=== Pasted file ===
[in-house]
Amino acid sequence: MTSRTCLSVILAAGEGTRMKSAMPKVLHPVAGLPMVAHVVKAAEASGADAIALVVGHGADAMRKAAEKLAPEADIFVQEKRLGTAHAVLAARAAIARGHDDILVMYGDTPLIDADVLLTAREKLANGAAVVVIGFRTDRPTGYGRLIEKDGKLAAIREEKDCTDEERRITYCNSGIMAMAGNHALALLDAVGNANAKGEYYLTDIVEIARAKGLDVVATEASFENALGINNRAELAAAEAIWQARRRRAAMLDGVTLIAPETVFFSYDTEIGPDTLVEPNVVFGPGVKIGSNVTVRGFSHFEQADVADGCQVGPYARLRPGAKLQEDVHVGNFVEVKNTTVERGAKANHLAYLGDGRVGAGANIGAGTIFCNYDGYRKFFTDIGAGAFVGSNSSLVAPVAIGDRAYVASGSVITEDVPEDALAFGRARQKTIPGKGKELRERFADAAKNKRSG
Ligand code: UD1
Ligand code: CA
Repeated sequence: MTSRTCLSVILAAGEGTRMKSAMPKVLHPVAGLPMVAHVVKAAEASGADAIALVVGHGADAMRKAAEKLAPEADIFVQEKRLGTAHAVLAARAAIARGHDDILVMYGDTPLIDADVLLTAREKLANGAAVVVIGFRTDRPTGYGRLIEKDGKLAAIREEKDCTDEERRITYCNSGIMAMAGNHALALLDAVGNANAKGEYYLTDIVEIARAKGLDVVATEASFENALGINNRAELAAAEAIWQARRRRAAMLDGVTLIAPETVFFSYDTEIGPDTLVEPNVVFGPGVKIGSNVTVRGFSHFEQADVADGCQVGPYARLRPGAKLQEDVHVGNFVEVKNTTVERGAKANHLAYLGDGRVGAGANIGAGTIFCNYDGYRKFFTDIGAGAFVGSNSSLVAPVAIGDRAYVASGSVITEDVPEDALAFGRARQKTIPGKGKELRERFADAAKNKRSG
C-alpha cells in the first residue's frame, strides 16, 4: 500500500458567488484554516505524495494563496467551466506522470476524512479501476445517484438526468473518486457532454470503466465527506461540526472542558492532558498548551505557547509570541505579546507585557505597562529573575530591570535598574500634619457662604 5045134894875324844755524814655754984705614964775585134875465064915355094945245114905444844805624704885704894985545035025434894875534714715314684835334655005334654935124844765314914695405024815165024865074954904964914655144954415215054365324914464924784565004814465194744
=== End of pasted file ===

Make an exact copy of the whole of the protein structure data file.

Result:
[in-house]
Amino acid sequence: MTSRTCLSVILAAGEGTRMKSAMPKVLHPVAGLPMVAHVVKAAEASGADAIALVVGHGADAMRKAAEKLAPEADIFVQEKRLGTAHAVLAARAAIARGHDDILVMYGDTPLIDADVLLTAREKLANGAAVVVIGFRTDRPTGYGRLIEKDGKLAAIREEKDCTDEERRITYCNSGIMAMAGNHALALLDAVGNANAKGEYYLTDIVEIARAKGLDVVATEASFENALGINNRAELAAAEAIWQARRRRAAMLDGVTLIAPETVFFSYDTEIGPDTLVEPNVVFGPGVKIGSNVTVRGFSHFEQADVADGCQVGPYARLRPGAKLQEDVHVGNFVEVKNTTVERGAKANHLAYLGDGRVGAGANIGAGTIFCNYDGYRKFFTDIGAGAFVGSNSSLVAPVAIGDRAYVASGSVITEDVPEDALAFGRARQKTIPGKGKELRERFADAAKNKRSG
Ligand code: UD1
Ligand code: CA
Repeated sequence: MTSRTCLSVILAAGEGTRMKSAMPKVLHPVAGLPMVAHVVKAAEASGADAIALVVGHGADAMRKAAEKLAPEADIFVQEKRLGTAHAVLAARAAIARGHDDILVMYGDTPLIDADVLLTAREKLANGAAVVVIGFRTDRPTGYGRLIEKDGKLAAIREEKDCTDEERRITYCNSGIMAMAGNHALALLDAVGNANAKGEYYLTDIVEIARAKGLDVVATEASFENALGINNRAELAAAEAIWQARRRRAAMLDGVTLIAPETVFFSYDTEIGPDTLVEPNVVFGPGVKIGSNVTVRGFSHFEQADVADGCQVGPYARLRPGAKLQEDVHVGNFVEVKNTTVERGAKANHLAYLGDGRVGAGANIGAGTIFCNYDGYRKFFTDIGAGAFVGSNSSLVAPVAIGDRAYVASGSVITEDVPEDALAFGRARQKTIPGKGKELRERFADAAKNKRSG
C-alpha cells in the first residue's frame, strides 16, 4: 500500500458567488484554516505524495494563496467551466506522470476524512479501476445517484438526468473518486457532454470503466465527506461540526472542558492532558498548551505557547509570541505579546507585557505597562529573575530591570535598574500634619457662604 5045134894875324844755524814655754984705614964775585134875465064915355094945245114905444844805624704885704894985545035025434894875534714715314684835334655005334654935124844765314914695405024815165024865074954904964914655144954415215054365324914464924784565004814465194744